Many would view the recycling and minimizing of materials used in production – everything from paper, metal, glass, plastics – as a relatively recent phenomenon. Certainly one can see the roots in 1960s philosophies such as the green movement, “small is beautiful”, save the land, etc. The world-wide environmental movement with its current emphasis on climate control is a macro expression of this, its unifying theme.
Irony: environmentalism could not have emerged but for the untrammelled industrial and natural resource development of the past. Only a society which gained a certain degree of material comfort could indulge in the idea of restricting consumption, scaling back. This, however, is a parenthetical observation in the context of this post.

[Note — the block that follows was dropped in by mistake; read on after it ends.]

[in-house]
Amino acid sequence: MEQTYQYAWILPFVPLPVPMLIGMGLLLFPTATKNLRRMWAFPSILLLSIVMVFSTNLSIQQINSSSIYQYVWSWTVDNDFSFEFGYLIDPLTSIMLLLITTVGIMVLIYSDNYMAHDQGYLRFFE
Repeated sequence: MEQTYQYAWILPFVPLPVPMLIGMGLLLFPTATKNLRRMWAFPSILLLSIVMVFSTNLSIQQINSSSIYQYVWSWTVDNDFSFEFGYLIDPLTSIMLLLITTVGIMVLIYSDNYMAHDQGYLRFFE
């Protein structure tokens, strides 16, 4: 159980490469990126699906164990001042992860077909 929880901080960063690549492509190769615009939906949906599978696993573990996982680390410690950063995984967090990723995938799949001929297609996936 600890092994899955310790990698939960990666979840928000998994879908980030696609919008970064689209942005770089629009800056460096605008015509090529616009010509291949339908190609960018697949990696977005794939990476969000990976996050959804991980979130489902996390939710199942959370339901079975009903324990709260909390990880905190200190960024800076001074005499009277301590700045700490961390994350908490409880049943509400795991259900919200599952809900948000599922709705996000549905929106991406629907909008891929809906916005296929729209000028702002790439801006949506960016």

So when you see brown napkins at Starbucks, proudly advertising a high degree of materials recycled, and similar initiatives by burger behemoths and national coffee shop chains, you know it’s gone mainstream.
Companies use good environmental citizenship as a selling point, it’s vital in packaged goods industries today. Websites are a good source of information, of whether producers are state of the art on being green.
In brewing, craft breweries but also large established ones frequently advertise efficiency in use of energy and raw materials, re-cycling but often much more. Sierra Nevada’s website is most informative on the many steps the company took to promote energy efficiency at its new plant in North Carolina, for example.
Ontario’s bottle return system has proved efficient to re-use almost all the glass used to sell beverage alcohol in Ontario. In general, bottle deposit and return was an early method around the world to promote conservation. To some degree the impact has been lessened by greater use of cans and plastic bottles (PET especially) but some laws in some areas promote re-use of these materials as well.